Softshell clams are native to the East coast, where they are an important commercial fishery. They are believed to have been introduced to Oregon in the late 1800s, timed with the attempt to begin a fishery for the eastern oyster.
Features: Unlike gaper clams, softshell clams have no gape on their neck end. Softshell clams have a spoon like projection on the left valve, this feature is called a chondrophore.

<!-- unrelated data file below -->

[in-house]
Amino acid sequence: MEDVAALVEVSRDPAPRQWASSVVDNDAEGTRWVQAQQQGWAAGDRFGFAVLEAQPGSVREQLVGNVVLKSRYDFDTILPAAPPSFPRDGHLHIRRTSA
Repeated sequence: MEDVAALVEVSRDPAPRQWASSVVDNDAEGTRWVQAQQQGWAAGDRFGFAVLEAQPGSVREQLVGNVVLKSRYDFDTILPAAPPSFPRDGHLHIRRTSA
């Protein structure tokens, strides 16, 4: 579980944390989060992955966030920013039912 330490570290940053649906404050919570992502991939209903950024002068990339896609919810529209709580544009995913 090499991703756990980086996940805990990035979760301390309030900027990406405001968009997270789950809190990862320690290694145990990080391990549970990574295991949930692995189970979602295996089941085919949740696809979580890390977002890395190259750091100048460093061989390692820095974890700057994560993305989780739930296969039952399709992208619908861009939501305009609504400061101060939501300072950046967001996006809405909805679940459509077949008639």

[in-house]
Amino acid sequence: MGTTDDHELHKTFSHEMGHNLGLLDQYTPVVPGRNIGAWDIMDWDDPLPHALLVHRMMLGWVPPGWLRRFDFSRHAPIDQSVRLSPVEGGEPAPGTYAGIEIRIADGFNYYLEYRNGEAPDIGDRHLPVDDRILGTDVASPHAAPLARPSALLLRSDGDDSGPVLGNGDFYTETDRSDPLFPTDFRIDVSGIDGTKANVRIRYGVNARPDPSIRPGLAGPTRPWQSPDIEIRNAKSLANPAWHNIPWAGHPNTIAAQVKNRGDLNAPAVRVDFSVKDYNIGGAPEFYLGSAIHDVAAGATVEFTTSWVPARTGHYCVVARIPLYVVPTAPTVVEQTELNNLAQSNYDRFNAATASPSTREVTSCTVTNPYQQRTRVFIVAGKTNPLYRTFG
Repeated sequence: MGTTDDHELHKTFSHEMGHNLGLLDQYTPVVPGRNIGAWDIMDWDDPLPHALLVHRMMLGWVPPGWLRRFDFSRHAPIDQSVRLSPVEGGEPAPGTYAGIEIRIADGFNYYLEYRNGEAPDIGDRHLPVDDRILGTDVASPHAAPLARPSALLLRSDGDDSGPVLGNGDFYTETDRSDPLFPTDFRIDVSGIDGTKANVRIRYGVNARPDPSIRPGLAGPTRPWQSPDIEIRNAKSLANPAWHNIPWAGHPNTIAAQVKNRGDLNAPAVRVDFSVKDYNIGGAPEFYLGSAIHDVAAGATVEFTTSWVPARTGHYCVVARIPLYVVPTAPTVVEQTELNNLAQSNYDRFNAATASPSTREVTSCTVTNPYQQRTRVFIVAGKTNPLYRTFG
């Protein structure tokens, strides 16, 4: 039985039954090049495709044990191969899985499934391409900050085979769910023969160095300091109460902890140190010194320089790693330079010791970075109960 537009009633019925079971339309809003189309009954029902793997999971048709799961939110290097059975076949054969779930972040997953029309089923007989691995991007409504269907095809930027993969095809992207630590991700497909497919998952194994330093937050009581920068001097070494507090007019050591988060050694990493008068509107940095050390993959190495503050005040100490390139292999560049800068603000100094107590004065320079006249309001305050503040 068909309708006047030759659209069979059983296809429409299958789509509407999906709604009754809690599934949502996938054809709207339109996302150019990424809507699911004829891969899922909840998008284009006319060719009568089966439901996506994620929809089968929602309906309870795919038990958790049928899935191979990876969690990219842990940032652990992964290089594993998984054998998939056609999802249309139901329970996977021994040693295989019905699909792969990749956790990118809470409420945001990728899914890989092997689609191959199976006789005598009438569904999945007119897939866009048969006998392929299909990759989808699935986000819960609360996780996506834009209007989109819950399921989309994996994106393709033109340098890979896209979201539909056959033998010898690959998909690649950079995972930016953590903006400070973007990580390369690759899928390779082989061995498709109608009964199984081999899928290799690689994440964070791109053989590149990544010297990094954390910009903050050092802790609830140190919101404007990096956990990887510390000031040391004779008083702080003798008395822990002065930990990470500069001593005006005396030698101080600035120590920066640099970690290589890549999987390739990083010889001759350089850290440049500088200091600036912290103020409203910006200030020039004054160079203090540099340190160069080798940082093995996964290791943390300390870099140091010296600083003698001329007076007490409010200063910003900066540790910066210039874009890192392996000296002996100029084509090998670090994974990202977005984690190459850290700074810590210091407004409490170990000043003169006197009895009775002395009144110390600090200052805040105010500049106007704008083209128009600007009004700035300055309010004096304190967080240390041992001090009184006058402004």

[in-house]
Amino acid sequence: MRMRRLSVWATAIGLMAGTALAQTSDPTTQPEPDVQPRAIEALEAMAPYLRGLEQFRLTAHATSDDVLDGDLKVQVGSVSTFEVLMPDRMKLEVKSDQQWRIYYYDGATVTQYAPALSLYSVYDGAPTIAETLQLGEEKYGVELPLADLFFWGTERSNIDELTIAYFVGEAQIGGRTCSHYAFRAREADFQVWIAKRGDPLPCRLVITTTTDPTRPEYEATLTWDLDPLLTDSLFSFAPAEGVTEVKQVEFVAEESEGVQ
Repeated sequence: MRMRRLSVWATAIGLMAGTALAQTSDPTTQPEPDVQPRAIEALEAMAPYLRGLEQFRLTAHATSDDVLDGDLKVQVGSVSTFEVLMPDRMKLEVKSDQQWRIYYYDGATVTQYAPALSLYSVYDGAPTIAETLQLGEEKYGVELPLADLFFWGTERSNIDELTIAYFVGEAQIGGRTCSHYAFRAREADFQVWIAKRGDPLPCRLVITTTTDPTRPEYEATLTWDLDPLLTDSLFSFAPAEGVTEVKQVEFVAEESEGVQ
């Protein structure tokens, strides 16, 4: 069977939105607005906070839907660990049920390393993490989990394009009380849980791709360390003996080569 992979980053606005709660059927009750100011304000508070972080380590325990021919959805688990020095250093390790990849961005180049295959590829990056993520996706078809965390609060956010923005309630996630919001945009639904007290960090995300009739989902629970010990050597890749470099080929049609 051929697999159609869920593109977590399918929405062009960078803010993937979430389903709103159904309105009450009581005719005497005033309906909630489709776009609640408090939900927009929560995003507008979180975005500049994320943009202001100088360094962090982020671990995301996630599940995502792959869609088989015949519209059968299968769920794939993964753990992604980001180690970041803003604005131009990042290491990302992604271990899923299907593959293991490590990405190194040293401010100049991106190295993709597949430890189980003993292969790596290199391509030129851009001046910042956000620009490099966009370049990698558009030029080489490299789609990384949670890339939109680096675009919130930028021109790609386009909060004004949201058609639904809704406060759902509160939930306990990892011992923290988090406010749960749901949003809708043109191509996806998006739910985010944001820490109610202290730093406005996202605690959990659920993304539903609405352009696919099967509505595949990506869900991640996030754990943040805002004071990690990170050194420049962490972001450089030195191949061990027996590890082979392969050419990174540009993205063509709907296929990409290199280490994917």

Habitat: Brackish, muddy areas all along Oregon's coastline.
Technique: Softshells can be harvested by digging with either a shovel or clam gun. This species is called softshell for a reason, the shells are easily broken. Although a clam with a broken shell is still good to eat, sharp edges of a broken shell can be very dangerous. Until you've refined your shoveling skills you may try very carefully grabbing them by hand once you dig near their depth.